Special Report

Congress Passes Extenders Package, ABLE Act; Cuts IRS Budget

In the a flurry of year-end activity, Congress has approved the Tax Increase Prevention Act of 2014 (HR 5771). The new law extends so-called “tax extenders” retroactively for one year (through 2014). It also includes the Achieving a Better Life Experience (ABLE) Act, creating tax-favored savings accounts for individuals with disabilities along with some tax-related offsets. Before adjourning, Congress also approved an Omnibus Spending Agreement for fiscal year (FY) 2015, which cuts funding for the IRS. President Obama has indicated that he will sign both the Omnibus Agreement and H.R. 5771 bills as soon as they reach his desk.


The one-year retroactive extension of the tax extenders effectively allows taxpayers to claim the popular but temporary incentives on their 2014 returns filed in 2015. Without this, individuals would be unable to claim, for example, the state and local sales tax deduction, higher education tuition deduction, and the exclusion for discharge of mortgage debt. Business and energy incentives, most notably the research tax credit, bonus depreciation and the production tax credit, would otherwise be unavailable.


In the weeks before passage, there were discussions of making permanent a number of extenders, especially the research tax credit and some charitable giving incentives. The Tax Increase Prevention Act does not make permanent any of the extenders -nor extends any of them for the usual two-year period customary for most recent extenders legislation. Instead, the new law punts the ultimate fate of the extenders for the 2015 tax year and beyond to the 114th Congress.


The extenders package appears to have been passed sufficiently early to give the IRS adequate time to reprogram its return processing systems for the new law. Previously, IRS Commissioner John Koskinen warned that late legislation would likely delay the start of the filing season. Koskinen recently indicated that mid-December passage of the extenders would be workable for the IRS.


The Tax Increase Prevention Act renews the individual extenders through 2014. These extenders include:

State And Local Sales Tax Deduction

After December 31, 2013, the election to claim an itemized deduction for state and local general sales taxes in lieu of state and local income taxes expired. The extenders package extends the election through 2014.


The election is not only potentially beneficial to taxpayers in states without an income tax. Taxpayers who make a big ticket purchase, such as a motor vehicle, before year-end could benefit by weighing the deduction for state and local general sales taxes against their deduction for state and local income taxes.


As in past years, the IRS is expected to release Optional State Sales Tax Tables for 2014 to shortcut taxpayers’ need to use the actual receipts method.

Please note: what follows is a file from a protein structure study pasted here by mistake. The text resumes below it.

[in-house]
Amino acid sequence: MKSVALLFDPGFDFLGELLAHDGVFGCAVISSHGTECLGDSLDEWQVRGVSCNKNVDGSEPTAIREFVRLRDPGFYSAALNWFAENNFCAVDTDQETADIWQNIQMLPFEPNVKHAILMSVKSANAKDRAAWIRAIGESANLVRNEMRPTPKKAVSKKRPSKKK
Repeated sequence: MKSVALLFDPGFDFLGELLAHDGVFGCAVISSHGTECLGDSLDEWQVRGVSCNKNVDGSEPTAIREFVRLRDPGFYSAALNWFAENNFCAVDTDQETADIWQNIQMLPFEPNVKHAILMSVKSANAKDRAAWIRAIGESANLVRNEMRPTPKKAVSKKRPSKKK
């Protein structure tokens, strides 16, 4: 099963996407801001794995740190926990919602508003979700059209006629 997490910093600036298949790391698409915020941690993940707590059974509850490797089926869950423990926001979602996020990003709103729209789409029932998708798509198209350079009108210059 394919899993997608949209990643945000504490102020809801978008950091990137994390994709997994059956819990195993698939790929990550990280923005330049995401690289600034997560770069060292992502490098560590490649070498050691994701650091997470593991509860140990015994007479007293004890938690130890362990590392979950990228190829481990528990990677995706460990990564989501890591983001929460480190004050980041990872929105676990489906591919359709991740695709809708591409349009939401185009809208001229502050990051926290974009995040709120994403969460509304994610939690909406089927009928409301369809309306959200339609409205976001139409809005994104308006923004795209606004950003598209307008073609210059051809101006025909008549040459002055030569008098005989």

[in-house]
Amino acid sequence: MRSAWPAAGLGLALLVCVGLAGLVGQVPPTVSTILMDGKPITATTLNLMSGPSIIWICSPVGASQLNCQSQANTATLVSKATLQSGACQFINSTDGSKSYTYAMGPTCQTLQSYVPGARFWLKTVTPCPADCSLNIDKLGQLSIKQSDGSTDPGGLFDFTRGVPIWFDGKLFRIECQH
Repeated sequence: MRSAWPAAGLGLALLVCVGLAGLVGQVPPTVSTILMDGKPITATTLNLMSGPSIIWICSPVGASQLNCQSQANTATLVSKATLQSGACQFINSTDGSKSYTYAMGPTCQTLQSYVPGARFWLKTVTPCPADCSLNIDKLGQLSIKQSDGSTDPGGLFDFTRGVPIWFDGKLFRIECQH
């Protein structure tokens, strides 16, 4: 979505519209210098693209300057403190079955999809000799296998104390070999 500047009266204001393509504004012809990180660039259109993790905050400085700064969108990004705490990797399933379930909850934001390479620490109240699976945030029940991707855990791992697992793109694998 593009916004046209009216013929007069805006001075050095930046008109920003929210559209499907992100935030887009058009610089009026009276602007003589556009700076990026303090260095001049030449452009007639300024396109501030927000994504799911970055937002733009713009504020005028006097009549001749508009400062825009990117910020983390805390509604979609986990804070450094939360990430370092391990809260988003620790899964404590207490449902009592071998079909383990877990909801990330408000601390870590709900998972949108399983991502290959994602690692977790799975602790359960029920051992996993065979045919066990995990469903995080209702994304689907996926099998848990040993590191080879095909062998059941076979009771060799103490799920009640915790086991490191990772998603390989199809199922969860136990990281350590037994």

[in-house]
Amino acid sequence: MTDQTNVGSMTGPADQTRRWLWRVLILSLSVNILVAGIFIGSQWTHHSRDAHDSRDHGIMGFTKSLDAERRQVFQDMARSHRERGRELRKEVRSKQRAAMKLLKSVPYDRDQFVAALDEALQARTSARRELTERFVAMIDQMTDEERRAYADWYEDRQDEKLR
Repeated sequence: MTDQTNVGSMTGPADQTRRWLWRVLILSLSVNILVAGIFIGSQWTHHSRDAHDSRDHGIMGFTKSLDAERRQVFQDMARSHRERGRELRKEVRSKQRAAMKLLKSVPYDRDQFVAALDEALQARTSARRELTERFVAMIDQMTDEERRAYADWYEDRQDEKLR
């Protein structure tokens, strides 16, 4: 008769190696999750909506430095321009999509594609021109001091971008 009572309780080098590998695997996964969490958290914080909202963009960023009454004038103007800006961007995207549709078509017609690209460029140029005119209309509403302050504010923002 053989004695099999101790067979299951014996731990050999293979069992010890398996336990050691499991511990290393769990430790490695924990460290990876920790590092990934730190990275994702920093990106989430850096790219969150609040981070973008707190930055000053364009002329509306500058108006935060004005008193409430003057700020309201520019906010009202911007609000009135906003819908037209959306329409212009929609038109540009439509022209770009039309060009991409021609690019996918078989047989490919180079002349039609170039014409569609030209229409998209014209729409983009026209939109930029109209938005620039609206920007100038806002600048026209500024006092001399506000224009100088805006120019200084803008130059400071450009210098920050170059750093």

Higher Education Deduction

The higher education deduction allows tax-payers to deduct – above-the-line – qualified tuition and fees for post-secondary education. The extenders package extends the deduction through 2014.


The maximum deduction is $4,000 for taxpayers with AGI not exceeding $65,000 ($130,000 for a joint return), $2,000 for taxpayers with AGI $65,000–$80,000 ($130,000–$160,000 for joint filers) and $0 for other taxpayers. Under regulations, expenses paid by year-end for an academic term starting on or before March 31 of the following year qualify for the deduction in the year paid.

Teachers’ Classroom Expense Deduction

The teachers’ classroom expense deduction allows primary and secondary education professionals (grades K-12, including school administrators and assistants) to deduct – above-the-line – qualified expenses up to $250 paid out-of-pocket during the year. Qualified expenses must be reduced by any reimbursements from the taxpayer’s employer. The extenders package extends the teachers’ classroom expense deduction through 2014.


Substantiation for qualified expenses remains a requirement. Expenses beyond the $250 limit may be deducted as an itemized deduction only, subject to the overall 2 percent adjusted gross income floor on miscellaneous itemized deductions.

Mortgage Debt Exclusion

Unless excluded, cancellation of indebtedness income is included in income. The Tax Increase Prevention Act of 2014 excludes from income cancellation of mortgage debt on a principal residence of up to $2 million ($1 million for a married taxpayer filing a separate return) through 2014.


Without an extension, debt that is forgiven in 2014 through a foreclosure, short sale or loan modification could be treated as taxable income. The existing insolvency exclusion, as well as an exclusion when mortgage debt is considered nonrecourse, continues to remain available.

Mortgage Insurance Premium Deduction

This provision in the extenders package treats mortgage insurance premiums as deductible interest that is qualified residence interest subject to AGI phase-out. The extenders package extends this special treatment through 2014.

Charitable Distributions From IRAs

Individuals age 70 1/2 and older will continue to be allowed to make tax-free distributions from individual retirement accounts (IRAs) to a qualified charitable organization. The treatment is capped at a maximum of $100,000 per taxpayer each year. This incentive is now extended through 2014.